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PC Spec for Realtime and Simulations

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Disclaimer: I'm not technical at all so respond to me like I'm 5.

I want to spec a PC build that will used solely for realtime stuff i.e. Unreal Engine, and simulations i.e. Phoenix, Tyflow, Marvelous Designer.  And then rendering when not in use for anything else.

So far this is what I've spec'd but I love someone to sanity check this for me.

- ASUS TUF GAMING Z790-PLUS WIFI D4 - PCIe 5.0, 4x M.2, 2.5GbE/WiFi 6E
- Intel Core i9 13900KS, Raptor Lake, 24 Cores, 32 Threads, 3.2GHz Base, 6.0GHz Turbo
- Noctua NH-D15 Chromax Black - Quiet Performance Air Cooler
- 128GB (4x32GB) Corsair Vengeance LPX 3200MHz
- 24GB ASUS GeForce RTX 4090 TUF GAMING OC, 16384 Cores, 2565MHz Boost, GDDR6X - GeForce RTX VR Ready
- Corsair HX1000i, Modular, Silent, 80PLUS PLATINUM
- 1TB Samsung 980 PRO NVMe PCIe 4.0, 7000MB/s Read, 5000MB/s Write, 1000K IOPS
- 2TB Samsung 990 PRO NVMe PCIe 4.0, 7450MB/s Read, 6900MB/s Write, 1400K IOPS

Obviously budget is at the back of my mind, so I've opted for TUF over ROG where any Asus parts are involved.

The 1TB SSD is for Operating Systems and Software, the 2TB SSD is for cache files and the like.

The RAM is because the machine will also be used for rendering and my scenes often exceed 64GB on my other PC's (which all have 128GB in them).  However, can I run 4x 32GB sticks with this processor because I read - "The CPU supports up to 128 GB of memory in 2 memory channels."

The things I'm not sure on - the processor, the PSU, the cooling.  I've gone for the i9 as a compromise between cost/speed when compared to the Threadrippers.  Also because I read Speeds are more useful than Cores for this sort of thing.  The PSU I have no idea if this is enough wattage, the cooling again I have no idea.

Any help anyone can give would be much appreciated.

The PSU is just enough, as 1000W is minimum recommended by nVidia itself for FE version, but it won't hurt to step up to 1200W.

You can use 4x32GB ram, actually even 4x48GB that recently came to market, but you need DDR5 for Z790 motherboard, so around 4800 MT/s. I have no particular brand or model to recommended, I don't use any non ECC at the moment.
(if you choose older platform, the 13900KS supports DDR4 as well, but it's one or other only).

Samsung 980 Pro are great, but they had lot of firmware issues, so the very first moment you will turn your PC on and log-into Windows, right away install Samsung Magician software and update the firmware.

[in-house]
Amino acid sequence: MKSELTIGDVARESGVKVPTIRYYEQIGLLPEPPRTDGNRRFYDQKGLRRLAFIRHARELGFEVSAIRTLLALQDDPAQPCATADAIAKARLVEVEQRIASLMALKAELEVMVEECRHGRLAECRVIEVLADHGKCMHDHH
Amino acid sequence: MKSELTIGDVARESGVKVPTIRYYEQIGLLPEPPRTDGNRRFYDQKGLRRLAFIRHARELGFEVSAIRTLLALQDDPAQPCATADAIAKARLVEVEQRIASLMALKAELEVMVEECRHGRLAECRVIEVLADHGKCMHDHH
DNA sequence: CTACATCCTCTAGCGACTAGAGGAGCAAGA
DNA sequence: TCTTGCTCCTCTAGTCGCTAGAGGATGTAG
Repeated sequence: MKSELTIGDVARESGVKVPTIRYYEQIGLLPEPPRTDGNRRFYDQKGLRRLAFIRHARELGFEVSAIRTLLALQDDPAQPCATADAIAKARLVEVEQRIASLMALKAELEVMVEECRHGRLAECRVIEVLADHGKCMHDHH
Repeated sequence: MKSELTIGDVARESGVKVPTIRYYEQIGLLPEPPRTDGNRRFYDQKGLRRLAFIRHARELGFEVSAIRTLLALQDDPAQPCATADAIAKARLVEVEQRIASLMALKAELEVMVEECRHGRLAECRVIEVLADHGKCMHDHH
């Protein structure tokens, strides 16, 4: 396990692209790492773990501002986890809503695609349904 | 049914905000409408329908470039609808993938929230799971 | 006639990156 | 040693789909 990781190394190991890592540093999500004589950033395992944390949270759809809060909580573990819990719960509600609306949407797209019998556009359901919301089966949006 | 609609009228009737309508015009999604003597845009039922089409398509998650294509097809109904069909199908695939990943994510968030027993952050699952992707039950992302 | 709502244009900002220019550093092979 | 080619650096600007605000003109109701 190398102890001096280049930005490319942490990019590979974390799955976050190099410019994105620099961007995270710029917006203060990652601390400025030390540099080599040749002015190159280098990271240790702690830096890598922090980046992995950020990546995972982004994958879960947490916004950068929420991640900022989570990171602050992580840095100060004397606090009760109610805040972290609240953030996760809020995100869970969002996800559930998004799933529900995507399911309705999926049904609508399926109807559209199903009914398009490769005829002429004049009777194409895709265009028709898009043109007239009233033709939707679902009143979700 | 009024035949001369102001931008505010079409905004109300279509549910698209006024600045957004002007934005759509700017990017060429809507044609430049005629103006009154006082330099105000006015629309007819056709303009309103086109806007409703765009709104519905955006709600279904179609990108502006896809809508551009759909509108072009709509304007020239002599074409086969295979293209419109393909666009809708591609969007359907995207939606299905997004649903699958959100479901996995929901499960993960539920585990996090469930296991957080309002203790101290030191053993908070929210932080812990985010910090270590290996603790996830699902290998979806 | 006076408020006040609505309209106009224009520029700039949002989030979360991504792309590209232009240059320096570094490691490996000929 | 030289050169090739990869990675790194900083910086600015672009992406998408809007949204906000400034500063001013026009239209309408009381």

Otherwise they stop working at any time. Specially the 2TB model is the one that came with bad firmware from factory.

13900 and NH-D15 work great. You can always also choose some popular robust AIO like Arctic Liquid Freezer II 360. Just as easy to install and same reliability.

Thanks Juraj, so to confirm, because of the Motherboard I've spec'd I need to use DDR5.  Or was the DDR5 just if I wanted to use 4x48GB sticks?

I'll go with the 1200W PSU.

Thanks for the headsup on the SSD firmware.

No it depends purely on motherboard, the socket is slightly different. All 7xx boards are DDR5 only. 48GB modules are also DDR5 only.
DDR5 currently go as high as 7200 MTS but the CPUs are not able to utilize it in 128-192GB configurations, it's too stressful and unstable.

It's good solution to buy older motheboard and use DDR4 if you have existing DDR4 memory laying around and want to save money.
But this will be absolutely state of art powerful workstation, much faster than any Threadripper so DDR5 does make sense and will help the GPU as well.


I've just checked the webpage for the motherboard and it suggest DDR4 compatibility.  For context, the issue I'm having is that I build PC's through Scan (business account), and DDR5 isn't an option with the build option I've chosen.  However, they are allowing me to spec this motherboard and DDR4 together.  They normally flag it if there's an issue.

Here's the webpage for the mobo -

And screenshot attached.

There are two options I can start with on the Scan site - screenshot attached.  There is a build option with DDR5 but only up to a maximum 96GB it seems.

What would the noticeable benefits be to me as the user if I went with DDR5 over DDR4?


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